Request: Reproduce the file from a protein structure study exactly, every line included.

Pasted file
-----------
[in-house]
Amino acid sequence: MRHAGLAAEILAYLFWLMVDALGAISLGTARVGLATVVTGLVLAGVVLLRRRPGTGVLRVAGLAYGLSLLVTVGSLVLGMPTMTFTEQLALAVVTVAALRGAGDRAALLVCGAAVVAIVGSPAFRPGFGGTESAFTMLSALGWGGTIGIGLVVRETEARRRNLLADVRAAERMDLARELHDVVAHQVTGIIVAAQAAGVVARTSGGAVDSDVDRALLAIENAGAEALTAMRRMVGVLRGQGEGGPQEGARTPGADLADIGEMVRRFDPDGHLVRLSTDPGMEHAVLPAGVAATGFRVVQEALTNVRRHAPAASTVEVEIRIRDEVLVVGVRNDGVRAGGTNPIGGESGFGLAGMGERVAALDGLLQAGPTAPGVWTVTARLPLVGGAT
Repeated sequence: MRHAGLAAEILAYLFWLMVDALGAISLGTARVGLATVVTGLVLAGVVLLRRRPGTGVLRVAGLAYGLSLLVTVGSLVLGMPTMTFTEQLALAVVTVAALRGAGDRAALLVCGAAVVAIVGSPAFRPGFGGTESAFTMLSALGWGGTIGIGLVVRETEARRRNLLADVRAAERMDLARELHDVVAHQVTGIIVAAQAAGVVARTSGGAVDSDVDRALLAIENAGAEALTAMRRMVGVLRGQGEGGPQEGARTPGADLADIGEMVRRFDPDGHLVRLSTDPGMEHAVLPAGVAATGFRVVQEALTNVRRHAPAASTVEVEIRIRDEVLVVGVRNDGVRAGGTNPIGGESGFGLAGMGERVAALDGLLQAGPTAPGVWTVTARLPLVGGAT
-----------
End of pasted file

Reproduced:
[in-house]
Amino acid sequence: MRHAGLAAEILAYLFWLMVDALGAISLGTARVGLATVVTGLVLAGVVLLRRRPGTGVLRVAGLAYGLSLLVTVGSLVLGMPTMTFTEQLALAVVTVAALRGAGDRAALLVCGAAVVAIVGSPAFRPGFGGTESAFTMLSALGWGGTIGIGLVVRETEARRRNLLADVRAAERMDLARELHDVVAHQVTGIIVAAQAAGVVARTSGGAVDSDVDRALLAIENAGAEALTAMRRMVGVLRGQGEGGPQEGARTPGADLADIGEMVRRFDPDGHLVRLSTDPGMEHAVLPAGVAATGFRVVQEALTNVRRHAPAASTVEVEIRIRDEVLVVGVRNDGVRAGGTNPIGGESGFGLAGMGERVAALDGLLQAGPTAPGVWTVTARLPLVGGAT
Repeated sequence: MRHAGLAAEILAYLFWLMVDALGAISLGTARVGLATVVTGLVLAGVVLLRRRPGTGVLRVAGLAYGLSLLVTVGSLVLGMPTMTFTEQLALAVVTVAALRGAGDRAALLVCGAAVVAIVGSPAFRPGFGGTESAFTMLSALGWGGTIGIGLVVRETEARRRNLLADVRAAERMDLARELHDVVAHQVTGIIVAAQAAGVVARTSGGAVDSDVDRALLAIENAGAEALTAMRRMVGVLRGQGEGGPQEGARTPGADLADIGEMVRRFDPDGHLVRLSTDPGMEHAVLPAGVAATGFRVVQEALTNVRRHAPAASTVEVEIRIRDEVLVVGVRNDGVRAGGTNPIGGESGFGLAGMGERVAALDGLLQAGPTAPGVWTVTARLPLVGGAT